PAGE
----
There’s nothing quite like the suffocating and painful sensation of stepping back into your car after it has been sitting for a few hours in the sun. Boiling leather seats combined with thick, musty, hot air doesn’t make for a great experience. Luckily, cars nowadays come fitted with great air conditioning systems. Switch it on, and the whole car will cool off in no time. But then, it’s when your car’s air conditioning system starts blowing warm air into the car that you know you’re in trouble.
It’s very likely that the issue lies with the expansion valve, which is also known as an orifice tube in some car models. The valve works by regulating the flow of refrigerant, a mixture or substance used to keep the airflow cold. This guide will explain how to determine if the issue does lie with your expansion valve, how to find a good replacement for your valve or tube, and finally, how to actually replace it. Please note that this job should probably be completed by a professional. However, if you feel up to and have the appropriate equipment, please read on.
What’s Wrong With Your Car’s Air Conditioning?
When your car’s air conditioning system starts blowing out warm air, it’s easy to get frustrated. But then, before you start taking apart your car’s air conditioning system and purchasing new parts, it’s essential to identify exactly what’s wrong with your expansion valve. Here are three common problems that are fairly simple to identify.
1. Refrigerant Leak
Refrigerant leaks are sometimes hard to spot. This is because the refrigerant liquid instantly evaporates as gas if it’s not being contained at the correct pressure in the air conditioning loop. Because the liquid will turn to gas upon leaking out of the loop, it won’t appear as a puddle or spillage. Instead, keep an eye out for an oil-like residue on the A/C hose units and connections. If you’re unsure of how to spot a refrigerant leak, a team of professionals can test your vehicle using UV dyes and other specialized test equipment.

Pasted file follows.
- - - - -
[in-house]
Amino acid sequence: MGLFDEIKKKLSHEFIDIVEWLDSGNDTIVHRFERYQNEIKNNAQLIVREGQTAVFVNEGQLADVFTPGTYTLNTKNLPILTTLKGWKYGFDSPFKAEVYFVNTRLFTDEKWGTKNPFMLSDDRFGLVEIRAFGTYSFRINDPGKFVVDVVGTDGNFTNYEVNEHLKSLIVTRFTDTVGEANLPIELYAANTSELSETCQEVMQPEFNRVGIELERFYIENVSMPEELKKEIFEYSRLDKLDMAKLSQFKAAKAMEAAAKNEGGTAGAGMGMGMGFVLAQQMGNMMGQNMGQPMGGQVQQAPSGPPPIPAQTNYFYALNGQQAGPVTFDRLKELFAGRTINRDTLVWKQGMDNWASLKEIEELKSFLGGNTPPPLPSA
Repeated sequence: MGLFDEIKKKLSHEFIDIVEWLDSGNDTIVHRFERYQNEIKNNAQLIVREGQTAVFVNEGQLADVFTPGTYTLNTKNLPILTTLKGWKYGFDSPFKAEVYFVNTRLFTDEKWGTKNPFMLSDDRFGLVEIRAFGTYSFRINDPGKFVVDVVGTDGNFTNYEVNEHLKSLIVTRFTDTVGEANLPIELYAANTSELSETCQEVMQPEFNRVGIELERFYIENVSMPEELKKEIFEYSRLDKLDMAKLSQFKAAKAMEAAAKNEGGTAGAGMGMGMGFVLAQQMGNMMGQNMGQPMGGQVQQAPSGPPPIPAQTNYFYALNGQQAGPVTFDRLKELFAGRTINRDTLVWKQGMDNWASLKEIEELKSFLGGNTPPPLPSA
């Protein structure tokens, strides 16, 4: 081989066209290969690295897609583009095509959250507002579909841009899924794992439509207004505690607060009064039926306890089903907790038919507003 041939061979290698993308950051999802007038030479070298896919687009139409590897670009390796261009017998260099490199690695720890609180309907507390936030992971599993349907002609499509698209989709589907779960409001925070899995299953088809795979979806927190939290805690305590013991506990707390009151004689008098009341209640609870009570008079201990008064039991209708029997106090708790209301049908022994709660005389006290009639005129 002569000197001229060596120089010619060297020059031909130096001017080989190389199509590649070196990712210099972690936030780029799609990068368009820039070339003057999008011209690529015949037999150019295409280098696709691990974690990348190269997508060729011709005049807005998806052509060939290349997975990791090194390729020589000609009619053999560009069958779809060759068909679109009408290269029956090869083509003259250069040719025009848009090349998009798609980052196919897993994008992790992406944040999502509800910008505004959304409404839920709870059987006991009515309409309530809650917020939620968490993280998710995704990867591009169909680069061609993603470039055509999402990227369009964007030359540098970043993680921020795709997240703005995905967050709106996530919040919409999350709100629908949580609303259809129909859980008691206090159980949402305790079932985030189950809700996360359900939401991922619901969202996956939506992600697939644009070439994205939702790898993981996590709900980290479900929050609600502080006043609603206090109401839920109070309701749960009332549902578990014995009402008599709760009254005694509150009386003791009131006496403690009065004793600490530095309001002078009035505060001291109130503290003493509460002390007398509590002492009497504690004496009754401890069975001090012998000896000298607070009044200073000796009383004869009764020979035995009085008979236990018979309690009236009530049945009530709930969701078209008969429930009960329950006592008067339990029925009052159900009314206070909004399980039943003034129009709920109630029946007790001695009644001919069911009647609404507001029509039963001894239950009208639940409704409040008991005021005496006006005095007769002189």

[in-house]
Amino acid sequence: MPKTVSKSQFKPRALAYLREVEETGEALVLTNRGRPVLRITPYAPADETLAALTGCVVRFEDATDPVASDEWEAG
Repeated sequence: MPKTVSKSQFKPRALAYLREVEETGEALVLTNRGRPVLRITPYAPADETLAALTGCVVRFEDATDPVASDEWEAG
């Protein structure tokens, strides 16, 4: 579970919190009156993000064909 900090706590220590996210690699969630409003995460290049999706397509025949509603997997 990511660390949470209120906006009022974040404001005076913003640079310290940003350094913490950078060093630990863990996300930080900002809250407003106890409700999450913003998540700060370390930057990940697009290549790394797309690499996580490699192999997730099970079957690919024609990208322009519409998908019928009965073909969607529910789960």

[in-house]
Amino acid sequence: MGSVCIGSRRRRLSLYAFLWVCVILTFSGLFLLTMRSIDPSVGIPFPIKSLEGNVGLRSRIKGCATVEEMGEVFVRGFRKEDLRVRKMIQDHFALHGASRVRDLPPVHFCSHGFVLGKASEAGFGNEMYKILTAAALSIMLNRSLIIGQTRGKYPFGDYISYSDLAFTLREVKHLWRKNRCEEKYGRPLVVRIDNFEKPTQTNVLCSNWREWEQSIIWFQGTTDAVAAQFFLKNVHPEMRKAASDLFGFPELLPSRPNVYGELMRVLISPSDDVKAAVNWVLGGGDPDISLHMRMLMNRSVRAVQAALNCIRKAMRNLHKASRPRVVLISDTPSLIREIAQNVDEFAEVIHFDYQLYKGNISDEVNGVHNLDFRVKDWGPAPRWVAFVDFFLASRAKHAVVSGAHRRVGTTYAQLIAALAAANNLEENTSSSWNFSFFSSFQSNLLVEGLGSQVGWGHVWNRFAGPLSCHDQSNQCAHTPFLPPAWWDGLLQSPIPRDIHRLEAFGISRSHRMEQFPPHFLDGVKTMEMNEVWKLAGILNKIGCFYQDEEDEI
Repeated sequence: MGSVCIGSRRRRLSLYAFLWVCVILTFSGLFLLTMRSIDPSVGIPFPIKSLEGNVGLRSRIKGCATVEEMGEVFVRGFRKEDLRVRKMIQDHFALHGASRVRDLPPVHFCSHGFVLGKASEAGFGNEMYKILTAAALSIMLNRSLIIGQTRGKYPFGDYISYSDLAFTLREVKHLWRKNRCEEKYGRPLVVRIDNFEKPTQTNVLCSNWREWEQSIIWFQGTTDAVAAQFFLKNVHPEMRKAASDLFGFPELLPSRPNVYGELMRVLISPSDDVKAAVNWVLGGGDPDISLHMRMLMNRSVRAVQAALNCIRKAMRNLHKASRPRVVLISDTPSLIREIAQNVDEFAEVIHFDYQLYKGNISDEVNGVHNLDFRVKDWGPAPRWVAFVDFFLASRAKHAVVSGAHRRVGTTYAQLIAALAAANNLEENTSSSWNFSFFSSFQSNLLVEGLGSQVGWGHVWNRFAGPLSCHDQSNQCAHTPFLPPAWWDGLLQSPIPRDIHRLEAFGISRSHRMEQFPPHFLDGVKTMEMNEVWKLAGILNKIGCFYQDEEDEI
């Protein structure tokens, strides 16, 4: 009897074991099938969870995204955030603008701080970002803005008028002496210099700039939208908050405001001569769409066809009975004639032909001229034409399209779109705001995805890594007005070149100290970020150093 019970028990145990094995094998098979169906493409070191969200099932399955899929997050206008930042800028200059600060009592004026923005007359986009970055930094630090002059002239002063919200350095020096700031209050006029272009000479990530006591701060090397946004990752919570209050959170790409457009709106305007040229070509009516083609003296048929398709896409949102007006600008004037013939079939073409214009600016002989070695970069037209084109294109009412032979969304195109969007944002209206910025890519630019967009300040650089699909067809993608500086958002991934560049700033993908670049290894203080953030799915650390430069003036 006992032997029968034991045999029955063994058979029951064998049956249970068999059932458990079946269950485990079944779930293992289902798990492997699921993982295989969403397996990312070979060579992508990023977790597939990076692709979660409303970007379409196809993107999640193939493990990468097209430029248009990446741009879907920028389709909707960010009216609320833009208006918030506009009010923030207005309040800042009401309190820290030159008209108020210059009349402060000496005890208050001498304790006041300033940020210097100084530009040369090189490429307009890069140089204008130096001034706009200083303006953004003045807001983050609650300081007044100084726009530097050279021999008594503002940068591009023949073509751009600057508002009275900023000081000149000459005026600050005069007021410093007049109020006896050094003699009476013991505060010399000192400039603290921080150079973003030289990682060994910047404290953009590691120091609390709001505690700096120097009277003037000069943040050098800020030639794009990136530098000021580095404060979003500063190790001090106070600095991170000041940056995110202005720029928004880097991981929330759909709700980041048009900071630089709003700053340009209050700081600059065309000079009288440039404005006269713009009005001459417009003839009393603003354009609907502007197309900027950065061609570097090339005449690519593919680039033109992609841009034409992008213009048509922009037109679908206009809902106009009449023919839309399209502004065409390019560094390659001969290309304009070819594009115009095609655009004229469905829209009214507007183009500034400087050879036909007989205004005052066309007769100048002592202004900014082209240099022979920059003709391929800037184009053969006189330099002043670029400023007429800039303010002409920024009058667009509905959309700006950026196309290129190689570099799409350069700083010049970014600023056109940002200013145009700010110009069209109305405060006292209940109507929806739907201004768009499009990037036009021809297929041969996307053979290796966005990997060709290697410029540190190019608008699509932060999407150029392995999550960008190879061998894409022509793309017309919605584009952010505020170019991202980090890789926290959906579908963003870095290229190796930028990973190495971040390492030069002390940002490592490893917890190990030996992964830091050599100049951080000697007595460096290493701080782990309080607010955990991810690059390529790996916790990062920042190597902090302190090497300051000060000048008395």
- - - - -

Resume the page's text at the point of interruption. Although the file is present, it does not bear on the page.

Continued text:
2. Problems With The Electrics
Your car’s air conditioning is comprised of a complicated wiring system made of a myriad of different electrical components. If any of these components malfunctions or stops working for whatever reason, the whole system is designed to shut down as a safety measure. This issue will need to be spotted by a professional engineer or mechanic with the right testing equipment.
3. Problems With Your Expansion Valve Or Orifice Tube
If your air conditioning unit is blowing hot rather than cold air, likely, the expansion valve isn’t functioning correctly. Another symptom to look out for is frost forming where the air is released. Sometimes, when the expansion valve or orifice tube stops working, cold air begins to blow unmetered, and this can cause the evaporator to freeze over. Both of these problems occur when the orifice tube stops being able to regulate the refrigerant. Too much and your car will be too cold; too little and it will be too hot. The next step will be to think about replacing the orifice tube.